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How Eurostar wil cross the marsh


The team that solved the wobble on Arup's Millennium Bridge over the Thames used the same diagnostic software to put Eurostar trains on a sure footing on the Channel Tunnel Rail Link's 7 km piled slab across the Essex Marshes. Paul Wheeler reports

IT IS NOVEMBER 2000 and CTRL lets a complicated test pile contract to assess the behaviour of several types of piles in the Essex Marshes to see how they might behave under the cyclic loading generated by the high-speed Eurostar train traffic.

With more than 7 km of piled slab needed on the 12 km stretch across the marshes between Thurrock and Dagenham, the client's engineer, RLE, believes there might be considerable savings to be made by arming the main contract bidders with detailed pile test data.

A year and a half down the line this trial has without doubt reaped significant benefits for the project - but not quite those that had originally been anticipated.

'The analysis suggested we would need extraordinarily long foundations to deal with the long-term settlement caused by the repetitive cyclic loading of the passing trains, ' explains RLE's geotechnical manager Nick O'Riordan.

But the team also now knew that if it had a good dynamic analysis model it could refine the design and make it less conservative. Fortunately for RLE, Mr O'Riordan is a director with Arup and some of his colleagues were having dynamic response problems of a different nature - the Millennium Bridge.

He realised that the dynamic finite element programme, LS Dyna, used to back-analyse the bridge's wobble, might be just what the Essex Marshes pile designers needed.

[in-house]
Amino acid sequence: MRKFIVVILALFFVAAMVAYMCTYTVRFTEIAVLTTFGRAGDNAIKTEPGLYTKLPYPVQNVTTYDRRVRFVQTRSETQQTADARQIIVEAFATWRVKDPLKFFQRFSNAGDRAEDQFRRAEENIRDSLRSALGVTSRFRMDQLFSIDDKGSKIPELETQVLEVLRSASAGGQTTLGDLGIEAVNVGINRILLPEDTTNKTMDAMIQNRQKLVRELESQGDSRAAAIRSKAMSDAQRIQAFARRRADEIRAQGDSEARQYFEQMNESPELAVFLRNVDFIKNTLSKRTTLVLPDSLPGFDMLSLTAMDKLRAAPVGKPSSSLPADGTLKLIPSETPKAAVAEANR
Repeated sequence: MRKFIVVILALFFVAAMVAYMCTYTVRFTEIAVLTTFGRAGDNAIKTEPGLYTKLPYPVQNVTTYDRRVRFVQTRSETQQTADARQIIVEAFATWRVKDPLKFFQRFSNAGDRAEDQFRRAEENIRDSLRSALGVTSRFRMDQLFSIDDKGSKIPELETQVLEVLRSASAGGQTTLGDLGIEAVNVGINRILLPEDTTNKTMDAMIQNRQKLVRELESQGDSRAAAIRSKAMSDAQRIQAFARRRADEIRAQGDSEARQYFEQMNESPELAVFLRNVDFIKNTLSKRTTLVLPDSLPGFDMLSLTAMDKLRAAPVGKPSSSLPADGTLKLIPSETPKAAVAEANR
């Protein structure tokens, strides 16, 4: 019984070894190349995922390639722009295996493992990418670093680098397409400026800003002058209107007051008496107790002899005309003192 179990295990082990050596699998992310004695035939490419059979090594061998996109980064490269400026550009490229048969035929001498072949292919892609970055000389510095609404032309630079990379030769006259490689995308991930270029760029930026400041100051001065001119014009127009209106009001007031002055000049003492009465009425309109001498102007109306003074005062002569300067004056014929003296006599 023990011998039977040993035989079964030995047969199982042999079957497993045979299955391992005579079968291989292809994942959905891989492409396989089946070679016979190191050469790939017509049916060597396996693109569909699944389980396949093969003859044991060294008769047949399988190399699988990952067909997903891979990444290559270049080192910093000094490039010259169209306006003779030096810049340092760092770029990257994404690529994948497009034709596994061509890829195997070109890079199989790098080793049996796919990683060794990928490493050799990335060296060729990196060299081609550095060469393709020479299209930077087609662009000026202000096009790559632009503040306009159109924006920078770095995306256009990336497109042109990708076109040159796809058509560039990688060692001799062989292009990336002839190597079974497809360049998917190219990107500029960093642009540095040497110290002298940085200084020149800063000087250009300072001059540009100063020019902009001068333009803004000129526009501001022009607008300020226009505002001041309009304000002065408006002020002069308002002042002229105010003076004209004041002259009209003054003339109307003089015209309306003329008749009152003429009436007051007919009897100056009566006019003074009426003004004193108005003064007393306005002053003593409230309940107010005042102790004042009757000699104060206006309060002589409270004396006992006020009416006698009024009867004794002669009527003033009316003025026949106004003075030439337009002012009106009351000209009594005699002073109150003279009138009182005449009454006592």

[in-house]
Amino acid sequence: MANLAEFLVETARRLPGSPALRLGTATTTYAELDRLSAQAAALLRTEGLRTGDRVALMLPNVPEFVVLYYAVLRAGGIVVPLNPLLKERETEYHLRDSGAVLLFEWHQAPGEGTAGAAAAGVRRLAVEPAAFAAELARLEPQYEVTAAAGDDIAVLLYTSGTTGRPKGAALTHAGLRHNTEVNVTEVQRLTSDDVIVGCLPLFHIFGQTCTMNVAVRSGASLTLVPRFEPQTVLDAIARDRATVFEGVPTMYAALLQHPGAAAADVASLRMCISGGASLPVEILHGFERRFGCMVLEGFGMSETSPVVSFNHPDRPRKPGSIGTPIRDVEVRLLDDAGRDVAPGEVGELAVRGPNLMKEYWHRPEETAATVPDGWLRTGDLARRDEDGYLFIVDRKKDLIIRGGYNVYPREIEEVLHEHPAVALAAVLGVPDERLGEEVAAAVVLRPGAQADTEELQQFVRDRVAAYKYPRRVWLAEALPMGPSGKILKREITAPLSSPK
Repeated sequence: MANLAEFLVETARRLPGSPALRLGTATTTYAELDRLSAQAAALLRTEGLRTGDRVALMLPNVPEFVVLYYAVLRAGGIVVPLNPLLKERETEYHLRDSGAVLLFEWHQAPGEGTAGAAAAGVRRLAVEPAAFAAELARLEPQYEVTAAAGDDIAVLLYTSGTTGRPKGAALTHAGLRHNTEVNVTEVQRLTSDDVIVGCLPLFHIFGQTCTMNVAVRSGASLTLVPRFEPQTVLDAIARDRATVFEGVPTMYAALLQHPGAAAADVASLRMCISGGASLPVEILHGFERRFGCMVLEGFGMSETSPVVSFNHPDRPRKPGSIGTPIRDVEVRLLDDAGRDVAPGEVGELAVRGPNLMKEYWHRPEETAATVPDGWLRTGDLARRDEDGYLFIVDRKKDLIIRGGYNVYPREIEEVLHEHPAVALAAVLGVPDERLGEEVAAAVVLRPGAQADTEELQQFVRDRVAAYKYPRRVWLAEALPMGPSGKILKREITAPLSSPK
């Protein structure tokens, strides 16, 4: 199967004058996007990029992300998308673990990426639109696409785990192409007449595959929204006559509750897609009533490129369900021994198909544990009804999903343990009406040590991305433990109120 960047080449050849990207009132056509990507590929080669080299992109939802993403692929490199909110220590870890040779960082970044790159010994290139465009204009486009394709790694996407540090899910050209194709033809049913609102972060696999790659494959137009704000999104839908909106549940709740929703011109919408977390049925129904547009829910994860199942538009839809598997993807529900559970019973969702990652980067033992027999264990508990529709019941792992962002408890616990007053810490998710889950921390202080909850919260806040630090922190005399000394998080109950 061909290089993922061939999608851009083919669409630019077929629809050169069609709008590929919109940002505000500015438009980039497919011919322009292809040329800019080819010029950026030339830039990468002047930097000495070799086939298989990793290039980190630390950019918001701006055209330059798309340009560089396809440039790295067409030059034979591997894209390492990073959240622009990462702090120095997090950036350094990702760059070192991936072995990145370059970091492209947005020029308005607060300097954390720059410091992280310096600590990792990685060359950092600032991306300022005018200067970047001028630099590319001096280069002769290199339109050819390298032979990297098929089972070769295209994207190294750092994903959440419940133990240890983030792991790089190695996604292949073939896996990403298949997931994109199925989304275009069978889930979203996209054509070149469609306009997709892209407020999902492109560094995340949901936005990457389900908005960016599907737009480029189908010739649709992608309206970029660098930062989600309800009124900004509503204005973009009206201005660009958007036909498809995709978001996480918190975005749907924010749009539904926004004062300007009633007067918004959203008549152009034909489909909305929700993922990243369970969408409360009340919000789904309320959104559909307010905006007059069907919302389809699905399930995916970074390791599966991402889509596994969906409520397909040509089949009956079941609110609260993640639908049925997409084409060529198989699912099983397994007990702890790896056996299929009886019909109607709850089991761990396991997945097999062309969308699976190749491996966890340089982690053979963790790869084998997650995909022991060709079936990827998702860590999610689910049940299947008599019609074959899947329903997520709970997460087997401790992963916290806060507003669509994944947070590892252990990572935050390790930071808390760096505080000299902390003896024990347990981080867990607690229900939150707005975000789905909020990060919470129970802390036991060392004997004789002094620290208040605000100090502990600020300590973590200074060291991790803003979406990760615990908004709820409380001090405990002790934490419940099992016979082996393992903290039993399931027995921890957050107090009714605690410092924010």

Mr O'Riordan says: 'Suddenly we had a state-of-the-art tool.

As a by-product of the Millennium Bridge, Arup had developed new expertise in the analysis of things that move.'

'Arup's Advanced Technology Group used the programme to investigate the transient response of the structure at various speeds, ' explains Rod Allwright, RLE's geotechnical design representative and field engineer.

'This provided assurance that the structure would not be subject to resonance and allowed a rational assessment of dynamic and quasi-static pile loads to be established as a basis for the pile design.'

The software even modelled the suspension mechanism of the Eurostar trains. This made it possible to predict accelerations in the coaches and even how to design the foundations so that passengers' coffee would not spill.

Arguably of greater importance, the analysis showed dynamic loads were less than those predicted by conventional dynamic load factors, and that a more economic design could be applied safely.

On a project of the scale of CTRL contract 310, this will lead to impressive savings. As a rule of thumb, Mr O'Riordan estimates that reducing pile length by 1 m will lead to savings of a million pounds.

The piled slab typically comprises a 10 m-wide, 450 mm-deep reinforced concrete slab built in 60 m lengths between movement joints. It will be supported by at least 6,000 piles, typically in rows of four and six at 5 m centres.

Each 60 m slab section will have a combination of piles to suit the soil conditions, with layouts and depths tweaked to provide the most economical design. This is a long way from the 'one size fits all' approach that had been assumed at the outset.

'Conceptually, we thought the project was quite simple but that was before the dynamic analysis, ' says Mr O'Riordan.

With hindsight, with variable ground conditions and the large number of utilities crossing the route, a standardised foundation design was never going to be achievable.

It's hardly surprising, then, that determining the most economic foundation layouts has taken greater design input than had been anticipated. But, as Mr O'Riordan says: 'Design costs are miniscule compared with construction costs.'

GROUND conditions in the Essex Marshes are up to 10m of alluvium, underlain by floodplain sands and gravels, Tertiary clays and sands, then chalk.

RLE's original outline proposals included either 600 mmsquare driven pre-cast piles founded in the flood plain deposits or longer 600 mm-diameter CFA piles. The CFA piles are needed either in proximity to houses or services where noise and vibration preclude the use of driven piles or simply where the floodplain deposits are thin to the extent that they do not provide an acceptable founding layer.

The advance pile testing contract in November 2000 showed that the longer CFA piles working in friction had to be designed to a higher ultimate capacity than the end-bearing precast driven piles.